Sam Vicari “Giving Up”

The Power Chords

Sam Vicari “Giving Up”

Its good to hear Sam Vicari again, as he’s clearly at the top of his game. Opening with simple fuzz guitar and harmonies on “Little Stones” it’s a Green Day-ish prelude to the album, where he lets loose on the first big single here “All and Everyday,” a memorable melody that’s “tired of winter, get used to early summer.” And it would be a perfect tune to play loud in your convertible.

Each song crackles with energy, “Pacific Northwesterner” is another compelling melody with biting riffs similar to Matthew Sweet. “Loser Dream” goes on about the girl he loves (even though she’s asleep). The sparse instrumentation of “Just Enough” plays out long enough till the loud monster chorus kicks in and the dense “Still Not Sure” is a full of ringing guitars and a bouncy beat. No filler here and each song stands as proof of Vicari’s amazing talent. Highly recommended and added to my top ten nominations list this year!
power pop

Spin City Records | Amazon

Sam Vicari – All and Everyday (Official Video) from Sam Vicari on Vimeo.

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Plastic Man and Plastic Macca

The Power Chords

Plastic Man “Don’t Look At The Moon”

Plastic Man is an Italian pysche-pop garage band that has nothing to do with stretchy superhero of the same name.  What makes this band “stretch” is its ability to combine late ’60s fuzz guitar, reverb, and vocal tremolo into trippy melodies. “North Polar Land” starts with a looping rhythm and echoing distant vocals. “Black and Blue Dream” ups the echoes with jangle guitar and xylophone. Like Plastic Macca, we get very groovy psyche-pop experiences around 2 minutes each, but there is a little more variety, from the surf guitar of “Black Hole” and “Needle Point” to the odd melody and cowbell beat of the title track.

One huge standout is the jangle-tastic “He Didn’t Know” that sounds almost like a gem from last years album from The Above. “Rolling Machine” goes a little wilder with heavy distorted chords and a gurgling chorus. But a lead vocal doesn’t stand out here, instead we get a collective harmony (with a female voice in there) for many tunes. Another standout “Mike, the Center of The World” does highlight the vocal performances. Fans of sixties psyche rejoice and double your fun!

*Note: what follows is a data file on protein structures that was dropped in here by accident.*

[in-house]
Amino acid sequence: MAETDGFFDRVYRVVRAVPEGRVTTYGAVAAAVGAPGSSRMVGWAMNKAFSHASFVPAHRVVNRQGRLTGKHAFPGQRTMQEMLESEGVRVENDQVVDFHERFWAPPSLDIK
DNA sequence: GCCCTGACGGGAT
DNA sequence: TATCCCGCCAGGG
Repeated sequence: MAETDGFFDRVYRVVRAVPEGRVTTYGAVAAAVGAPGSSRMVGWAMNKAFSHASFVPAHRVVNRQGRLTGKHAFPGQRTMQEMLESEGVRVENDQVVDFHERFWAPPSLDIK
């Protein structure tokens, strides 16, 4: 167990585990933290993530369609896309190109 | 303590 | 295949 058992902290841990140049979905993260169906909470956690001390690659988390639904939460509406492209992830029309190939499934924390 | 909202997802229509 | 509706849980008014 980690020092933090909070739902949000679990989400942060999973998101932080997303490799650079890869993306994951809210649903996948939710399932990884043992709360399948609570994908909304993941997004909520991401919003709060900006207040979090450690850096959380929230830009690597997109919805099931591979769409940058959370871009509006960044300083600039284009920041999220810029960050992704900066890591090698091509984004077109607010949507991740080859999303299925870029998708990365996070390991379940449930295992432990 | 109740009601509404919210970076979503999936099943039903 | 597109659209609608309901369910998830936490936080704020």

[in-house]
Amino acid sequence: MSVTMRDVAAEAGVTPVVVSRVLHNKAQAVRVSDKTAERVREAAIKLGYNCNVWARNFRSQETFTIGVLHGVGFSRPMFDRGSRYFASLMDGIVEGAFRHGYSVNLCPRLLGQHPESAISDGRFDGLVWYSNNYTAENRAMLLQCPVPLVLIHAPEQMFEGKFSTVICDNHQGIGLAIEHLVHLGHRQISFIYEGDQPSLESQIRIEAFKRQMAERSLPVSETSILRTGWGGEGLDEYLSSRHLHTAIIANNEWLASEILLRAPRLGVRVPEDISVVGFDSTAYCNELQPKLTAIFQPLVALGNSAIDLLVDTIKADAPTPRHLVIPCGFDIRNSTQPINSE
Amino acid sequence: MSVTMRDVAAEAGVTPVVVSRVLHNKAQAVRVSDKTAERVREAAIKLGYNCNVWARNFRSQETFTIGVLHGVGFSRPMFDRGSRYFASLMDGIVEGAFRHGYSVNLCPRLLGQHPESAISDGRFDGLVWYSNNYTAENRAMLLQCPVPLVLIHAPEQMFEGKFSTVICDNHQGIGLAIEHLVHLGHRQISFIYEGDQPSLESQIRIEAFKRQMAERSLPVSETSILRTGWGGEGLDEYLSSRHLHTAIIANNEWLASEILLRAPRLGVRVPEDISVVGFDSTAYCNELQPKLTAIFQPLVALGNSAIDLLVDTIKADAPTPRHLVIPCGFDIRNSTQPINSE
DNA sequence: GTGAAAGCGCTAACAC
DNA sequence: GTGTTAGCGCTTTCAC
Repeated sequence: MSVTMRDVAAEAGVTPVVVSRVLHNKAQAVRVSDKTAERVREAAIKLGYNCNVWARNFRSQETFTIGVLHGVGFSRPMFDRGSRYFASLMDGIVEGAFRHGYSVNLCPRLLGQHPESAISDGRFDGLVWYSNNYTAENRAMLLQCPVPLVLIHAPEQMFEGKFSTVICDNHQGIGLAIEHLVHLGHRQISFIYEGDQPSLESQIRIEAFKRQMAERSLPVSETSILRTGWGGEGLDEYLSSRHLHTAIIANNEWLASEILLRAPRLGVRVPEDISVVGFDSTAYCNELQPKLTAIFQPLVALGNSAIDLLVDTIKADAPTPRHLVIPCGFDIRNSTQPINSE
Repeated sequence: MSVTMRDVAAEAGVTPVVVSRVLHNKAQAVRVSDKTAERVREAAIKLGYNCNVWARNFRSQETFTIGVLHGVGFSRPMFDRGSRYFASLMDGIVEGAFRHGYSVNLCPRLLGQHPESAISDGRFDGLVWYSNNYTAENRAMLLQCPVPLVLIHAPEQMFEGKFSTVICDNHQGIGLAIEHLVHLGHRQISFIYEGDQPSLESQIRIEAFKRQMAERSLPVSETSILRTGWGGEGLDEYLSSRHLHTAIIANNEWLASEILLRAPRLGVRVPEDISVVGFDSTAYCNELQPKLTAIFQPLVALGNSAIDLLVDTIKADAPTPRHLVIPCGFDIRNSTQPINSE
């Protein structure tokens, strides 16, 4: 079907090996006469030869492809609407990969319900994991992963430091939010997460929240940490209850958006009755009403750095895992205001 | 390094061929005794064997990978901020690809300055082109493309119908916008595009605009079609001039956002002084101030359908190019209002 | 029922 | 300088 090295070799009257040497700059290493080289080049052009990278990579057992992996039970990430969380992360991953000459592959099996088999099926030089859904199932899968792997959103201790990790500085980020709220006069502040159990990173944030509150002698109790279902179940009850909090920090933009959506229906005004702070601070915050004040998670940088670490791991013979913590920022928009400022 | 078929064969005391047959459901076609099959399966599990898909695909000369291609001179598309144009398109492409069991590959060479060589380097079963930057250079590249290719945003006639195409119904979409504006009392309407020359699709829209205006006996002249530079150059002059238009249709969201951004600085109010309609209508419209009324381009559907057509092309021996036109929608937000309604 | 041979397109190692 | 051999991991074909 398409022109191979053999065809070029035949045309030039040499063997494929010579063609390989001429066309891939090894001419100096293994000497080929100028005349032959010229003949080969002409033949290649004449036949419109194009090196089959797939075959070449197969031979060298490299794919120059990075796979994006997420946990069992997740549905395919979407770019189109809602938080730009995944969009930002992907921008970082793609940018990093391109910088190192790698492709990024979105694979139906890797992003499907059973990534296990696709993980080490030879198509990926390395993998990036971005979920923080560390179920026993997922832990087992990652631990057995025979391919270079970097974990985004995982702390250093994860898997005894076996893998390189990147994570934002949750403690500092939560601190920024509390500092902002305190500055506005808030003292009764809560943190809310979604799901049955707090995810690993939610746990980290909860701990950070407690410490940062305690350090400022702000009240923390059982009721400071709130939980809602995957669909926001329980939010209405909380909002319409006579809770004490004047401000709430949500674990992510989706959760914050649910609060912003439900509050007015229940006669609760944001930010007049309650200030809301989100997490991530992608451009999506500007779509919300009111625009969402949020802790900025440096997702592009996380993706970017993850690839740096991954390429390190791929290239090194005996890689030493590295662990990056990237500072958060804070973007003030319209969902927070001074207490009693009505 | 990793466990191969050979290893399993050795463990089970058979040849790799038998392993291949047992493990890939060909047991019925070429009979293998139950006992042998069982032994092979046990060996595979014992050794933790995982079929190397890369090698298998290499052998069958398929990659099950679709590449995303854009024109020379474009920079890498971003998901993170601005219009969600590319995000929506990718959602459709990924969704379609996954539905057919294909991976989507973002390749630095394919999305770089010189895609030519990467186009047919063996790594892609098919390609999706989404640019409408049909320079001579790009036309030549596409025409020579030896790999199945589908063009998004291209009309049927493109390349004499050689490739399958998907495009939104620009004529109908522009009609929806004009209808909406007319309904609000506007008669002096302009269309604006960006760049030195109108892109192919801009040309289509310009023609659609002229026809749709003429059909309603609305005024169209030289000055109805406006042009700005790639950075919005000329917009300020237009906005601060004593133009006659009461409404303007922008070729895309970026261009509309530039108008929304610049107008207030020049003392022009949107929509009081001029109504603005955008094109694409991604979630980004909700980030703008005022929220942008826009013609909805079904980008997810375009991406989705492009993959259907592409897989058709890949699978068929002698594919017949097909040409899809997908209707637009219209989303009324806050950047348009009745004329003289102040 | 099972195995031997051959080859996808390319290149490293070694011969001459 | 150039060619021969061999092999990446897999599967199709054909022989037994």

power pop

Amazon

The Power Chords

Plastic Macca “Sensation”

Roger Houdaille (Ex Norwegian) has a retro secret identity as Plastic Macca. On the debut album Sensation, it scratches the itch for fans of late 60’s psychedelics starting with the “Life” a short gem with echoing vocals and fuzz bass. “Art” is very much in the style of Kinks Village Green Preservation Society with a nice descending guitar riff. Roger adds his own melodic touch to these short musical sketches (most around 2 minutes).

Therein lies the issue: most of the songs sound like nice ideas that float in and out of your ears without much resonance. Songs like “Reverse” and “Air” have a bedroom garage quality about the recording that does keep them endearing, but they’re not memorable. Roger’s creative impulses yield a few melodic gems like “Wasteland” and the weird “Garden” is like very early Bowie (you almost expect sped up gnome voices).

Not content with a single LP, Roger unleashed the sophomore Plastic Macca Is Here at the same time. Less a retro exercise it has its share of notable songs including “Hall” and “Skinny.” Expand your psyche-pop collection and give Plastic Macca’s oeuvre chance.
power pop

Sensation | Is Here

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The Power Cords and Dr. Cosmo’s Tape Lab

The Power Chords

The Power Cords “Stray Comets”